KC Police writing more tickets than this time last year, meaning more city revenue

KANSAS CITY, Mo. — At Tuesday’s police commission board meeting, Deputy Chief Sharon Laningham announced that KC police officers have written a lot more traffic tickets than this time last year.

One of components behind the trend is a police chief who is energizing officers in a new way.

The days of pulling up into a no parking zone or getting away with other traffic violations are coming to an end in Kansas City. That's not only good for public safety but also for city revenue.

“Year to date in 2018, we have written 300 more tickets than year to date 2017,” Laningham said. “When I saw those stats, I was excited about it.”

In the last few years, Kansas City police have been writing less than half of the traffic citations compared to normal, which means less revenue to the city.

“It is an impact on the budge,  but it is less than 1 percent on a $1.6 billion budget,” said KC Communications Manager Chris Hernandez.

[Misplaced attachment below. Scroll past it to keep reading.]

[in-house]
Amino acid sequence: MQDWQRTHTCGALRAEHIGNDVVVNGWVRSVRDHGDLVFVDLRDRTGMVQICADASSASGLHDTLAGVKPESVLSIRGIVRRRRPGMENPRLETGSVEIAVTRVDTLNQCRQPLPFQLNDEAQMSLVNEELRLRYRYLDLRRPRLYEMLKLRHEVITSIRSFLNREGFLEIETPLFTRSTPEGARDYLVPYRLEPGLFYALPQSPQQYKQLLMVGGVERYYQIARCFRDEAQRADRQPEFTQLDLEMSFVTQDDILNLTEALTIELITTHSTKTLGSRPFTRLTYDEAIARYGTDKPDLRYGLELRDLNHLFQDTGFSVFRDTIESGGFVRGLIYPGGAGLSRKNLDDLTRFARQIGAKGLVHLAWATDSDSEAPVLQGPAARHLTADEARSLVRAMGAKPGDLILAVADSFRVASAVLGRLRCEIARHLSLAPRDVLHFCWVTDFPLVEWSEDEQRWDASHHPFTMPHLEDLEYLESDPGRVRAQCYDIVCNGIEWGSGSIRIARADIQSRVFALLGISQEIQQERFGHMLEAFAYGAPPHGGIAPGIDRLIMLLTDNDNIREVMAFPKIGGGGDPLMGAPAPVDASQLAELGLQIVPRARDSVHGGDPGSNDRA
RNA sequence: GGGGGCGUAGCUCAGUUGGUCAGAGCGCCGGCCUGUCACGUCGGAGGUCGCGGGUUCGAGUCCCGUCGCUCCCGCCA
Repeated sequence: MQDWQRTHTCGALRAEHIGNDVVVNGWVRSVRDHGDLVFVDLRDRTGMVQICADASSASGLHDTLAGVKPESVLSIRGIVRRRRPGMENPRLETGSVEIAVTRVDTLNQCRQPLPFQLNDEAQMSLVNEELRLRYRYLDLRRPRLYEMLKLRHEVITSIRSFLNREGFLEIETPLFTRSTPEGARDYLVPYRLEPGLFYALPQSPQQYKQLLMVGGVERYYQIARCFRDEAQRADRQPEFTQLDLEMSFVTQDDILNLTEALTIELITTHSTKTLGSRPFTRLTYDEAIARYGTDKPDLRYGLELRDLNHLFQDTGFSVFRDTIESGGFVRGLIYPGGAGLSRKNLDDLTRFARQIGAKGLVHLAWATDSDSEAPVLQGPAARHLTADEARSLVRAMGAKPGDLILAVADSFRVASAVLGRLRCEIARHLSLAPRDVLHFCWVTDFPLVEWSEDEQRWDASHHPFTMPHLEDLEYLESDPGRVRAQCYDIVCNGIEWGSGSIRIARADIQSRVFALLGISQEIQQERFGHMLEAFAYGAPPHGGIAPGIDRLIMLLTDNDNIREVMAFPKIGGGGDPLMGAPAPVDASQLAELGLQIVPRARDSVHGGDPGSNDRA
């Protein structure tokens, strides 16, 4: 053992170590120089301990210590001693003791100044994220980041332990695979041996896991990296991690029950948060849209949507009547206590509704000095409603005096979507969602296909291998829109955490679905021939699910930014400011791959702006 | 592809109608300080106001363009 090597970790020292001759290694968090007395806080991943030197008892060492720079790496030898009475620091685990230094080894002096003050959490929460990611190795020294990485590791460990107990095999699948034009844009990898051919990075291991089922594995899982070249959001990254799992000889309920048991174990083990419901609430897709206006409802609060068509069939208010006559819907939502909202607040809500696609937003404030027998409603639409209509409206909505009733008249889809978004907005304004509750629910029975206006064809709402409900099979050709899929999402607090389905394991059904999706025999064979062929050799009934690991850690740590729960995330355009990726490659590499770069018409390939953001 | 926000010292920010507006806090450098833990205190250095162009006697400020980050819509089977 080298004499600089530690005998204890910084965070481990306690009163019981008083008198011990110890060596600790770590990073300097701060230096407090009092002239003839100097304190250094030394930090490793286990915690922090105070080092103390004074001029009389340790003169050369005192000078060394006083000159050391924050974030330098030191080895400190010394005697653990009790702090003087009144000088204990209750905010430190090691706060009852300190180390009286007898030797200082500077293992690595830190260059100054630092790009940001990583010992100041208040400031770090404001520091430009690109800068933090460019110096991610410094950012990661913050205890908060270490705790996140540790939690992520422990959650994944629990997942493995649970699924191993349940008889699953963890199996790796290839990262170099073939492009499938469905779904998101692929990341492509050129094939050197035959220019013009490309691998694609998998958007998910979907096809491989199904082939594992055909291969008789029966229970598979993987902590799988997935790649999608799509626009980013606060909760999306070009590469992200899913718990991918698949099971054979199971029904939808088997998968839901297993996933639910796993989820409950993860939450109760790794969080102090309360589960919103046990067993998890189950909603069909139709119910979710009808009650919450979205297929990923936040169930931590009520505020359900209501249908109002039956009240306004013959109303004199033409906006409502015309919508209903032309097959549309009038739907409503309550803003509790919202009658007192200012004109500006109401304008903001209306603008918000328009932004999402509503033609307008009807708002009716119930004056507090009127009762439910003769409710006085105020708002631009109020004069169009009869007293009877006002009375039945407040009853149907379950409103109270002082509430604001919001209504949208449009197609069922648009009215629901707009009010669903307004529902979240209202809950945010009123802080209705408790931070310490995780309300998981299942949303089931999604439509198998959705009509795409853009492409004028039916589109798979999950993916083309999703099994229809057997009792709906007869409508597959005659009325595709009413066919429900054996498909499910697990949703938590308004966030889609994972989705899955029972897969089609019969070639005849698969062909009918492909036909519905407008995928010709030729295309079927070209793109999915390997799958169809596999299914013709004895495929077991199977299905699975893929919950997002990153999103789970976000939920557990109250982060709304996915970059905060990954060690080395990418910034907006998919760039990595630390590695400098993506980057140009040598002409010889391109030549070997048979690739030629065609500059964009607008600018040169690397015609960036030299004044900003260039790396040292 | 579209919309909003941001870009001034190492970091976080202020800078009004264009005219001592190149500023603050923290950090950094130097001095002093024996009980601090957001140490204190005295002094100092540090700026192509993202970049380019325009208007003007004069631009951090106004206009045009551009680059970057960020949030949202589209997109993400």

Hernandez said where the volume of traffic tickets has the most impact is across the street from City Hall.

“In municipal court, there are specialty courts who get some funding directly from court revenues,” Hernandez said. “So there is an impact on some of the specialty courts and the services that they provide.”

That includes the veterans court, drug court and domestic violence court.

Still, 1 percent of $1.6 billion is $16 million.

“I have personally joked I will go out and jaywalk and get the coffers back up, but that is not the answer,” said Councilwoman Jolie Justice, who is the vice chair of the city's Finance Committee. “The answer is that we write the correct number of tickets, so we correct the behavior that needs to be corrected, but that we are also able to pay for the public safety that is so important.”

Justice said traffic tickets should not be counted on as a revenue stream for the city, but it is a delicate balancing act. She said KCPD has always used city ordinances and violations in a responsible manner, but there are cities in Missouri, like Ferguson, that have gone out of their way to over-ticket citizens.

Laningham said there's not a quota imposed on KCPD officers and sees this as a positive public safety issue.

If the Kansas City Council approves the budget Thursday, that will mean more dispatchers at KCPD and more officers hitting the streets. The transition will be slow, but the money will be there for the department to grow.